Prosthetic Consonants and the Question of Nuclear Impact. Examples from Slavic Languages

Anna Bloch-Rozmej


The article focuses on the problem of consonant prosthesis in a number of Slavic languages with w view to establishing both the context and trigger of the process. The phenomenon is analyzed from the perspective of Government Phonology (Kaye, Lowenstamm, and Vergnaud 1985, 1990; Charette 1991; Harris 1994; Gussmann 2007; Cyran 2003; Bloch-Rozmej 2008) which advocates a hierarchical model of phonological structure. The evidence examined here comes from Polish, Sorbian, Russian, Czech, Ukrainian and Belorussian. In all these languages consonant prosthesis is realized in the onset of the word-initial syllable. Thus, we also discuss the problem of the initial syllable prominence and the significance of a licensing relation that binds the members of the initial CV domain. It is proposed that the nucleus which determines the identity of the onset licensee is directly responsible for the excrescence of a prosthetic consonant, both prosodically and melodically. Hence, in order to fully understand the nature of the development, the analysis of the vowels involved in the process in terms of their segmental structure is needed. It will be demonstrated that the elements which build vocalic segments extend their domain of interpretation to affect the positions preceding them in the structure of the word-initial syllables. The problem of consonant prosthesis will be examined as an instantiation of the cross-linguistic tendency to strengthen segments in word-initial contexts.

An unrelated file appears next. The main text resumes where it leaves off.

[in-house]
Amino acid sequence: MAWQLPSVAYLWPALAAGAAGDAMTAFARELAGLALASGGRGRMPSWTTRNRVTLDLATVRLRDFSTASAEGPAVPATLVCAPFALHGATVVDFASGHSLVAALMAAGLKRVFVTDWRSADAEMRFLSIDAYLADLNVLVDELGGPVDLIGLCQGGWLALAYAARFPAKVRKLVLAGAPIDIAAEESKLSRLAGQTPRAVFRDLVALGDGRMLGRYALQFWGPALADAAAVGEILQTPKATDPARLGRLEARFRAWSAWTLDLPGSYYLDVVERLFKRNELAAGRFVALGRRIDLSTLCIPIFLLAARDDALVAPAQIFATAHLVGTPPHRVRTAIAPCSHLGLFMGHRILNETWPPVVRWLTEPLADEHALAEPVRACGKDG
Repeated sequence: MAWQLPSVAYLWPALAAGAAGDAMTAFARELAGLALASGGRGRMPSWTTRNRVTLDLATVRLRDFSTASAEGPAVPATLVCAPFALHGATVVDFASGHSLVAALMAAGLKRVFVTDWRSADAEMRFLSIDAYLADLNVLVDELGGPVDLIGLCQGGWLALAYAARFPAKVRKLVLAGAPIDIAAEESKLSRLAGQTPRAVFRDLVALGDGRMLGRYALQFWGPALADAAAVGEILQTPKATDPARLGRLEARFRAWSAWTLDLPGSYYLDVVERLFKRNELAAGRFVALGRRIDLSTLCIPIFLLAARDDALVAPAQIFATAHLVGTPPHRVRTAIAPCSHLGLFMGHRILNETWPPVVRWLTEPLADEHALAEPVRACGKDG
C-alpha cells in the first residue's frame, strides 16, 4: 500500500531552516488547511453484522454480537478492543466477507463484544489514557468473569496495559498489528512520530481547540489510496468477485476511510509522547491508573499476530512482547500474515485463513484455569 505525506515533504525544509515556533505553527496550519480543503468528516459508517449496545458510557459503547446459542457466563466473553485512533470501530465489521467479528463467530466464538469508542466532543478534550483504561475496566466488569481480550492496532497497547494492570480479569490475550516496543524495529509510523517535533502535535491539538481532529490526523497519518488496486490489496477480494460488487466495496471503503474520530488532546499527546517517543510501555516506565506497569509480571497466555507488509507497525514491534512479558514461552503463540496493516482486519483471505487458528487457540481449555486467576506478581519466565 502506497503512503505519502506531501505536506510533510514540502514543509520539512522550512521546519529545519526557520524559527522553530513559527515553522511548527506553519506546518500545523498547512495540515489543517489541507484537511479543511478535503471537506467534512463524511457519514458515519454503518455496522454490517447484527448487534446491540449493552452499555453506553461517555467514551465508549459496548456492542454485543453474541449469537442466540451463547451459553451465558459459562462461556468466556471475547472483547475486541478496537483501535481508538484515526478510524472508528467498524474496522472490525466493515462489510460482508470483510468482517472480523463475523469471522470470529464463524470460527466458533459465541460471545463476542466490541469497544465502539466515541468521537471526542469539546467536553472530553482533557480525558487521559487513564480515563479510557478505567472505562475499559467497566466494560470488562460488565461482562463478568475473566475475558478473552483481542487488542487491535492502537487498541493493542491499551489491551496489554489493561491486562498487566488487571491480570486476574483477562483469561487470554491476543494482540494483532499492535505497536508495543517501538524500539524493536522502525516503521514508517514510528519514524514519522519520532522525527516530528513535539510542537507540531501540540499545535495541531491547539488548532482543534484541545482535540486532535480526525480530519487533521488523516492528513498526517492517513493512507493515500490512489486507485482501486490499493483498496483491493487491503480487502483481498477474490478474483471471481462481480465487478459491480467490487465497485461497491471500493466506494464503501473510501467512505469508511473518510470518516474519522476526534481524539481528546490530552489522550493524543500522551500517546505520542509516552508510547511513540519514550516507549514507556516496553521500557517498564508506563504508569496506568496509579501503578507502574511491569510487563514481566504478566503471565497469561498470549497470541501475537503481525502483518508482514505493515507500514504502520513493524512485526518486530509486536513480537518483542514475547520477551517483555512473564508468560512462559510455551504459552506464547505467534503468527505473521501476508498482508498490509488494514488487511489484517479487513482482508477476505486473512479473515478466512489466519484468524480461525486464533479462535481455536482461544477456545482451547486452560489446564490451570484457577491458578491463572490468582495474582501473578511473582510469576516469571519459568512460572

consonant prosthesis; Slavic languages; syllable prominence; licensing; elements; nucleus

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